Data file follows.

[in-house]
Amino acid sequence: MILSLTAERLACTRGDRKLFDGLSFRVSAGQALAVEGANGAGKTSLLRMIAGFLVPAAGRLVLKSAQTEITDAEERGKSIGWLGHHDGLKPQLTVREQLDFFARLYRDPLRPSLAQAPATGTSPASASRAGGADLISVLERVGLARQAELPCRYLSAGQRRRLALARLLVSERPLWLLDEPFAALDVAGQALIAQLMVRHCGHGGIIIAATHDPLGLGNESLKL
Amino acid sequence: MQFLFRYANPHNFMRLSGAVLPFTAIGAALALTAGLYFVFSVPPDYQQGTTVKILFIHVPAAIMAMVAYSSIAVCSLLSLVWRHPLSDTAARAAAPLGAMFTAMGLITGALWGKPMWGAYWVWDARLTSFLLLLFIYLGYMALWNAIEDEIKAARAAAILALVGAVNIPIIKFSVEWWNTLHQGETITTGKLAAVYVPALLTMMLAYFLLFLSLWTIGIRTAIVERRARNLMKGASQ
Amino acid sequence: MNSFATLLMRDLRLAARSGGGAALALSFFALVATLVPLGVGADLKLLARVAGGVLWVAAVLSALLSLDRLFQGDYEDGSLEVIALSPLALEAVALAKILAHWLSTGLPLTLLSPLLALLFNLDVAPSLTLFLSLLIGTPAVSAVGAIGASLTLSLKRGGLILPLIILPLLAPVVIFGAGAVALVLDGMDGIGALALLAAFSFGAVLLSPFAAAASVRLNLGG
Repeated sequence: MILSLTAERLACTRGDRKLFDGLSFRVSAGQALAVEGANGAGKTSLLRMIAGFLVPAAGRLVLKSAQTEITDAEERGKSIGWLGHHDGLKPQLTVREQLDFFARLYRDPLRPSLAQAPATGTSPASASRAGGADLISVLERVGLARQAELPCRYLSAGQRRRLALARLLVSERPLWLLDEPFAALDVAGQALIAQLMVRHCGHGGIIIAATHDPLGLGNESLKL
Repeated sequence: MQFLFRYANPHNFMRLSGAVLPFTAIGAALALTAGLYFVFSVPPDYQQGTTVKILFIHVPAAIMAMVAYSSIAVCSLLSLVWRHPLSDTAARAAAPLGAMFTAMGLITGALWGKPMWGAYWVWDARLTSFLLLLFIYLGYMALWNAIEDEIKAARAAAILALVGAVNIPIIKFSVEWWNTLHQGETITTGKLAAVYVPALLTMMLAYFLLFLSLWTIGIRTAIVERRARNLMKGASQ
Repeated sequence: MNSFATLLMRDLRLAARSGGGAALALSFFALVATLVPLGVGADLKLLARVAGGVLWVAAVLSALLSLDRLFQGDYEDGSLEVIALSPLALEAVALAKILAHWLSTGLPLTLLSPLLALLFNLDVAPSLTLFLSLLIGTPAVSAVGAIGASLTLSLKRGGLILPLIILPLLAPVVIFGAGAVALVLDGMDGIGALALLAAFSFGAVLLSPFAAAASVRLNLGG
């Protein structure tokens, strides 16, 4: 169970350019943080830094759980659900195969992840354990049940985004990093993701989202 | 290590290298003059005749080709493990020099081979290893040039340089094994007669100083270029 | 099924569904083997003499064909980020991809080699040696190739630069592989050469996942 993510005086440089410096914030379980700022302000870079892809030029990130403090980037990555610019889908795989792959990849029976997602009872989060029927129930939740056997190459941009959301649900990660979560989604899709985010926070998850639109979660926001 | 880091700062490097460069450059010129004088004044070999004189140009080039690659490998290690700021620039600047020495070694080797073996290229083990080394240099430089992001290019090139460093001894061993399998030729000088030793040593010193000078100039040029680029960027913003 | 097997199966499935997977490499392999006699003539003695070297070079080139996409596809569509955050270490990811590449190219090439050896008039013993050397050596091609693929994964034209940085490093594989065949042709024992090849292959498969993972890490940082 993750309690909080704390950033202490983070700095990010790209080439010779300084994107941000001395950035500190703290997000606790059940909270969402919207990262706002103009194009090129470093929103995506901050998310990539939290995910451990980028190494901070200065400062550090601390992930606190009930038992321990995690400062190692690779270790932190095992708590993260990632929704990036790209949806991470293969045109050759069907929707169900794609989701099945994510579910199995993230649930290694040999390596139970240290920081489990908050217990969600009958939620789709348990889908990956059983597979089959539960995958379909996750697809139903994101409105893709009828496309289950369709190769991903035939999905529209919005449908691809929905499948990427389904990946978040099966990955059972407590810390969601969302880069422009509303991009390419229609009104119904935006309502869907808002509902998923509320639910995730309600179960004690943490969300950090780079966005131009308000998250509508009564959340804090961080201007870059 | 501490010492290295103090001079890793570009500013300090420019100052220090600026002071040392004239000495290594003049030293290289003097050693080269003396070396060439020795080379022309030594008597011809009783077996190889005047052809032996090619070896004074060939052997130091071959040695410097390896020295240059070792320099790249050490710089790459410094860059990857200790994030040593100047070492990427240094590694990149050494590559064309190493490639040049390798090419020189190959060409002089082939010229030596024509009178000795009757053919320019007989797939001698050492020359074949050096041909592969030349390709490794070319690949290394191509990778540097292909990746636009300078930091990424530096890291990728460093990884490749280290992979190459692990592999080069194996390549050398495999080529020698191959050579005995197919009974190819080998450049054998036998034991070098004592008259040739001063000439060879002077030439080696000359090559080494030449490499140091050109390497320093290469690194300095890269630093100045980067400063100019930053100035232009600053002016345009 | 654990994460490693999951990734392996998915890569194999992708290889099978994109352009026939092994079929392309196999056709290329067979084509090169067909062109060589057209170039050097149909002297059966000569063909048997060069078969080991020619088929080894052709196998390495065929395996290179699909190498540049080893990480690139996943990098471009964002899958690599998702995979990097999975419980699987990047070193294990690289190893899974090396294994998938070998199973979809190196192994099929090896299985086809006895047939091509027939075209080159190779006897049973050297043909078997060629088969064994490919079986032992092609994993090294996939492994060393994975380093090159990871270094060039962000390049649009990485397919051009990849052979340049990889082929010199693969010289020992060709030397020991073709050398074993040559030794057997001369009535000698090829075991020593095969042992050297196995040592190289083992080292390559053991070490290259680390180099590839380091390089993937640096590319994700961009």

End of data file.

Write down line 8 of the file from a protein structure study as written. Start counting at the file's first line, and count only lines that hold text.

């Protein structure tokens, strides 16, 4: 169970350019943080830094759980659900195969992840354990049940985004990093993701989202 | 290590290298003059005749080709493990020099081979290893040039340089094994007669100083270029 | 099924569904083997003499064909980020991809080699040696190739630069592989050469996942 993510005086440089410096914030379980700022302000870079892809030029990130403090980037990555610019889908795989792959990849029976997602009872989060029927129930939740056997190459941009959301649900990660979560989604899709985010926070998850639109979660926001 | 880091700062490097460069450059010129004088004044070999004189140009080039690659490998290690700021620039600047020495070694080797073996290229083990080394240099430089992001290019090139460093001894061993399998030729000088030793040593010193000078100039040029680029960027913003 | 097997199966499935997977490499392999006699003539003695070297070079080139996409596809569509955050270490990811590449190219090439050896008039013993050397050596091609693929994964034209940085490093594989065949042709024992090849292959498969993972890490940082 993750309690909080704390950033202490983070700095990010790209080439010779300084994107941000001395950035500190703290997000606790059940909270969402919207990262706002103009194009090129470093929103995506901050998310990539939290995910451990980028190494901070200065400062550090601390992930606190009930038992321990995690400062190692690779270790932190095992708590993260990632929704990036790209949806991470293969045109050759069907929707169900794609989701099945994510579910199995993230649930290694040999390596139970240290920081489990908050217990969600009958939620789709348990889908990956059983597979089959539960995958379909996750697809139903994101409105893709009828496309289950369709190769991903035939999905529209919005449908691809929905499948990427389904990946978040099966990955059972407590810390969601969302880069422009509303991009390419229609009104119904935006309502869907808002509902998923509320639910995730309600179960004690943490969300950090780079966005131009308000998250509508009564959340804090961080201007870059 | 501490010492290295103090001079890793570009500013300090420019100052220090600026002071040392004239000495290594003049030293290289003097050693080269003396070396060439020795080379022309030594008597011809009783077996190889005047052809032996090619070896004074060939052997130091071959040695410097390896020295240059070792320099790249050490710089790459410094860059990857200790994030040593100047070492990427240094590694990149050494590559064309190493490639040049390798090419020189190959060409002089082939010229030596024509009178000795009757053919320019007989797939001698050492020359074949050096041909592969030349390709490794070319690949290394191509990778540097292909990746636009300078930091990424530096890291990728460093990884490749280290992979190459692990592999080069194996390549050398495999080529020698191959050579005995197919009974190819080998450049054998036998034991070098004592008259040739001063000439060879002077030439080696000359090559080494030449490499140091050109390497320093290469690194300095890269630093100045980067400063100019930053100035232009600053002016345009 | 654990994460490693999951990734392996998915890569194999992708290889099978994109352009026939092994079929392309196999056709290329067979084509090169067909062109060589057209170039050097149909002297059966000569063909048997060069078969080991020619088929080894052709196998390495065929395996290179699909190498540049080893990480690139996943990098471009964002899958690599998702995979990097999975419980699987990047070193294990690289190893899974090396294994998938070998199973979809190196192994099929090896299985086809006895047939091509027939075209080159190779006897049973050297043909078997060629088969064994490919079986032992092609994993090294996939492994060393994975380093090159990871270094060039962000390049649009990485397919051009990849052979340049990889082929010199693969010289020992060709030397020991073709050398074993040559030794057997001369009535000698090829075991020593095969042992050297196995040592190289083992080292390559053991070490290259680390180099590839380091390089993937640096590319994700961009």